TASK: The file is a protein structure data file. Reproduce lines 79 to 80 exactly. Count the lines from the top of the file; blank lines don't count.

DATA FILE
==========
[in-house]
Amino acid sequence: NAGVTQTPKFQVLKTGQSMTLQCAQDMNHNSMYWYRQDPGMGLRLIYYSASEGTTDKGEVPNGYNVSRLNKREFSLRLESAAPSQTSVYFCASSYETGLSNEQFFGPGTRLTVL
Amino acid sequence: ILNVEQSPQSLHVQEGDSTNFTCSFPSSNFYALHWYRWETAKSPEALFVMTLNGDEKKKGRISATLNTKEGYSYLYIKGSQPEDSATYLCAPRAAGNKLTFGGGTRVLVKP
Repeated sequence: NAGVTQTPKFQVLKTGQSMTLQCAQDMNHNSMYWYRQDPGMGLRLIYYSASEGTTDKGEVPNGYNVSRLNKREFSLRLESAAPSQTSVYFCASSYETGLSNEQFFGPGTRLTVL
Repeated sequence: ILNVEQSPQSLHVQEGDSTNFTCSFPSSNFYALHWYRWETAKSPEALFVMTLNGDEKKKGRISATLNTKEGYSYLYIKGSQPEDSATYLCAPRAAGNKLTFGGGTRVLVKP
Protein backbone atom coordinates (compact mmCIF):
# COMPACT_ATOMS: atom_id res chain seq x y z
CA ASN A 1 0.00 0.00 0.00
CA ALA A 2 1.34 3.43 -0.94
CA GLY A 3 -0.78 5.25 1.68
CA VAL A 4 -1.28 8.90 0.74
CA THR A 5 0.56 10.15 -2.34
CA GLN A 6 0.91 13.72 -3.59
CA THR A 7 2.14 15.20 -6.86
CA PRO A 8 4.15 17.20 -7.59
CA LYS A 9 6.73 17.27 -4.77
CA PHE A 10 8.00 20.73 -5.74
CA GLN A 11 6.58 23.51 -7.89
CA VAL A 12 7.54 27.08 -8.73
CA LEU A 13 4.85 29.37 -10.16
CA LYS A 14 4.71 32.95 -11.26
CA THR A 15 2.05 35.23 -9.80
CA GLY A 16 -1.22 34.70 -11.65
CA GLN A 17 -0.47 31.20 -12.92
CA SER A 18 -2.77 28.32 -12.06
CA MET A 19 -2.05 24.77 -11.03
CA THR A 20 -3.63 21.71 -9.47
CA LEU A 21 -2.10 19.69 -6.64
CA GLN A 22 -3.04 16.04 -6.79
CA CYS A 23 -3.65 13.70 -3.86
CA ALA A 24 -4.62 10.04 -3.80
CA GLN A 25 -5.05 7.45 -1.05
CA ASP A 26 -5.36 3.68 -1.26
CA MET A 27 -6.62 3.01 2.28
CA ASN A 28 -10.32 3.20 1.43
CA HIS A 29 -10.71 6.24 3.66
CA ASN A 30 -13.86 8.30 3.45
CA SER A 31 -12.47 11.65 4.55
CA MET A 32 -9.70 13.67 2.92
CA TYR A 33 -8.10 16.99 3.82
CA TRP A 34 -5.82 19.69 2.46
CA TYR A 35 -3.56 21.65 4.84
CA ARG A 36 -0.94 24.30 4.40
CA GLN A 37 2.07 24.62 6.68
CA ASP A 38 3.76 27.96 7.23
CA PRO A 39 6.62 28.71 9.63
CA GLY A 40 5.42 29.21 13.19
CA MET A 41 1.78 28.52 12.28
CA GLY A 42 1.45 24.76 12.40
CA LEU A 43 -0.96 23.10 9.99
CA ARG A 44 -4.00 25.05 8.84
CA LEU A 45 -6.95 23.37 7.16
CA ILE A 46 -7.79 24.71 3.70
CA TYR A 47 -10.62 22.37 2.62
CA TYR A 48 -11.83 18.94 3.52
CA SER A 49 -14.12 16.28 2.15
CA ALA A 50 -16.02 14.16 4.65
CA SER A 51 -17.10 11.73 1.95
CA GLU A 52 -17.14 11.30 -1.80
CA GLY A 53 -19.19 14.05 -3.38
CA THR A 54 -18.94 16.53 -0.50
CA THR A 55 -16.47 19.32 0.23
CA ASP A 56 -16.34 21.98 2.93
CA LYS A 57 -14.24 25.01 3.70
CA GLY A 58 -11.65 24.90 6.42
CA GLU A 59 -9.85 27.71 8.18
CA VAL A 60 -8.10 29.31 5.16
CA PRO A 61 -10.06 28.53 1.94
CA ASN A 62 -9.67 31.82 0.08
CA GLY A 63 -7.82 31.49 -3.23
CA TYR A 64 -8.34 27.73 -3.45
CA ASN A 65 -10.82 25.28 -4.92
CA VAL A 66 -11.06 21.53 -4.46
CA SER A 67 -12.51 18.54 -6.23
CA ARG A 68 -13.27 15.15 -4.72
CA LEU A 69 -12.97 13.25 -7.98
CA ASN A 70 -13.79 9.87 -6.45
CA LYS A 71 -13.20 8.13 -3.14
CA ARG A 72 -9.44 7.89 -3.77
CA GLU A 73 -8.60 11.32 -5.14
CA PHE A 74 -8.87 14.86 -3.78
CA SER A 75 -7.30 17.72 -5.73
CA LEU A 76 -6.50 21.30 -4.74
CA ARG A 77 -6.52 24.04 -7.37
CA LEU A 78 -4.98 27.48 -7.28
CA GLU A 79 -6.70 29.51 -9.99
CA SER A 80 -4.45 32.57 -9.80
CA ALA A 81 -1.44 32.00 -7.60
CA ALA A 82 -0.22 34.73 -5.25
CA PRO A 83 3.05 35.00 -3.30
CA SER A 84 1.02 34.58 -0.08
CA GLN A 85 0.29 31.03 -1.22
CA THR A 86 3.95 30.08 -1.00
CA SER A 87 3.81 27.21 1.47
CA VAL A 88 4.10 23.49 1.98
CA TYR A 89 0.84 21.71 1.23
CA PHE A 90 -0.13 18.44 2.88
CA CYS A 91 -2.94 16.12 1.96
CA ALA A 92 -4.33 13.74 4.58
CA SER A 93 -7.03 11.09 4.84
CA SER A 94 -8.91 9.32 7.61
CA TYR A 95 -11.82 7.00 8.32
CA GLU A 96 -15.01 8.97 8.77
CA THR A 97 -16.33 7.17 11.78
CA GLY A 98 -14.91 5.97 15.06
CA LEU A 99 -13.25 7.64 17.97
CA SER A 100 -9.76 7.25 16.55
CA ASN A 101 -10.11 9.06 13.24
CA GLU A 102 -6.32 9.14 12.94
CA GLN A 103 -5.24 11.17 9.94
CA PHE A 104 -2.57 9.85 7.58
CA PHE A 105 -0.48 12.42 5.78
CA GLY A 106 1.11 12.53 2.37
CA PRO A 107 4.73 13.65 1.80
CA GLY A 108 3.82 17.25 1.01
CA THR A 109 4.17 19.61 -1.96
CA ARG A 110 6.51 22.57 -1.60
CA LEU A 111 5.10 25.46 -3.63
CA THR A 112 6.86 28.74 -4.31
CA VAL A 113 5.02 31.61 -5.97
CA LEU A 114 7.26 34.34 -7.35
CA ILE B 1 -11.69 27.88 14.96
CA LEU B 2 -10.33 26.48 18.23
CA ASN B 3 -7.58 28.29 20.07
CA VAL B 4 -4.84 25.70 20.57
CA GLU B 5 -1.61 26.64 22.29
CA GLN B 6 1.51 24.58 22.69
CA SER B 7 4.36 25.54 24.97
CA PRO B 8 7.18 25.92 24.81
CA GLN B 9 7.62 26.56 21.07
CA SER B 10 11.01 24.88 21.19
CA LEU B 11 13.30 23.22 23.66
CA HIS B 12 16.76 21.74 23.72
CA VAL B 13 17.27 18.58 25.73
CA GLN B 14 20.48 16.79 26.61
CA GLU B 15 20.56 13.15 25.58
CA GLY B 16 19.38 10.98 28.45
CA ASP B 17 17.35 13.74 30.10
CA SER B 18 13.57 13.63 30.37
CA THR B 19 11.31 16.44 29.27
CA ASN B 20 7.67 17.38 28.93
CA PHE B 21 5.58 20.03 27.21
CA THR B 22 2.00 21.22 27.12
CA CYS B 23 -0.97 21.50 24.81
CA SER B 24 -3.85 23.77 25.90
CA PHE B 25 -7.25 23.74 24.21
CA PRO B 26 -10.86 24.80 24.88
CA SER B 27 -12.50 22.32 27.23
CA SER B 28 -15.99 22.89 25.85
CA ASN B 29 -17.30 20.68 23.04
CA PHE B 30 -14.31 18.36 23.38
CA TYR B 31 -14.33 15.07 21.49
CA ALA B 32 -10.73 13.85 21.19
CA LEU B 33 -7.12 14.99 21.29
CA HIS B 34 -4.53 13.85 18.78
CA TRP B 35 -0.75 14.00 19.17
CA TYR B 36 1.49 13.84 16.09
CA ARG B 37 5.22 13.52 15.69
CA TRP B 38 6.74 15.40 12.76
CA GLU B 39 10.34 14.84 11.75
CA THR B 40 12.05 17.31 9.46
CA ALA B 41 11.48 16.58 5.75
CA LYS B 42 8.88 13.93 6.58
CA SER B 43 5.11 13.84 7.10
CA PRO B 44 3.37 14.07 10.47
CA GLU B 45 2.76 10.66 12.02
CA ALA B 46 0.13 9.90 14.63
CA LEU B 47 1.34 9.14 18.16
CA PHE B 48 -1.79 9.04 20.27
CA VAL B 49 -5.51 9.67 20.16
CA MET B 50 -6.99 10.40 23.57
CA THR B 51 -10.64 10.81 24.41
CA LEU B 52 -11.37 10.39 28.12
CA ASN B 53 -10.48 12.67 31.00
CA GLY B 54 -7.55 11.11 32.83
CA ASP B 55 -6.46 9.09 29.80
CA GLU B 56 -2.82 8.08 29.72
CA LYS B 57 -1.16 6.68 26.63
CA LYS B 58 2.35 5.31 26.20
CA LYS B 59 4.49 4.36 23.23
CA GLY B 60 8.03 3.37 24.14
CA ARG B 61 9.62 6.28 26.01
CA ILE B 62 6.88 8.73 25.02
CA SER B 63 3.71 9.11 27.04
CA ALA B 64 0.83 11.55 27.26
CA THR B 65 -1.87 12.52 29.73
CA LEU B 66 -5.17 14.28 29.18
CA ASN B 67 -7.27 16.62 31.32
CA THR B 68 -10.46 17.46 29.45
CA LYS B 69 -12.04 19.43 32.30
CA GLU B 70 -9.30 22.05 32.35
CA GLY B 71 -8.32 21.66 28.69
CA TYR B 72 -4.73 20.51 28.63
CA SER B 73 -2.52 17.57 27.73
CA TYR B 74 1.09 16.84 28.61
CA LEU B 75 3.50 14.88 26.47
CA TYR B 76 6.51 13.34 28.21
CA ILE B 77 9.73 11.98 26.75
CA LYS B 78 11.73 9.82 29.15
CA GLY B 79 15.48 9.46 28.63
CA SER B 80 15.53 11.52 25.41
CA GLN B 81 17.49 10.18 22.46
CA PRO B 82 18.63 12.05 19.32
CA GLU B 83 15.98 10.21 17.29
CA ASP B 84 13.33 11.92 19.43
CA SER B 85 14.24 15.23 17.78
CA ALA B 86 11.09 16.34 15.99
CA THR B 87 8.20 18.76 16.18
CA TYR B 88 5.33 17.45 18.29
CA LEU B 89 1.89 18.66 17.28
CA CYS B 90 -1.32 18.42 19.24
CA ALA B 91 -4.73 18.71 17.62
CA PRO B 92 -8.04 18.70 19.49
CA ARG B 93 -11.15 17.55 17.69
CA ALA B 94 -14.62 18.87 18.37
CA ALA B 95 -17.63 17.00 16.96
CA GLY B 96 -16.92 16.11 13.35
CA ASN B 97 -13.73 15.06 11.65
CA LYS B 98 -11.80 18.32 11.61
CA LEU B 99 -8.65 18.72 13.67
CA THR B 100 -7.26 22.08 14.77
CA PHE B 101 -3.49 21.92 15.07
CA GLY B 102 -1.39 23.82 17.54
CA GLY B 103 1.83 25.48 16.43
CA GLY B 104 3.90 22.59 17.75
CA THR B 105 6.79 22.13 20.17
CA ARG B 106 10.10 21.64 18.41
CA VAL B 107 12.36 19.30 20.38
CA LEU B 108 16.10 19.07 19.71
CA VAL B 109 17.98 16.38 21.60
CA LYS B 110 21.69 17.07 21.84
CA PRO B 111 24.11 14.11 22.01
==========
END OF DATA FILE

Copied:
CA ARG A 72 -9.44 7.89 -3.77
CA GLU A 73 -8.60 11.32 -5.14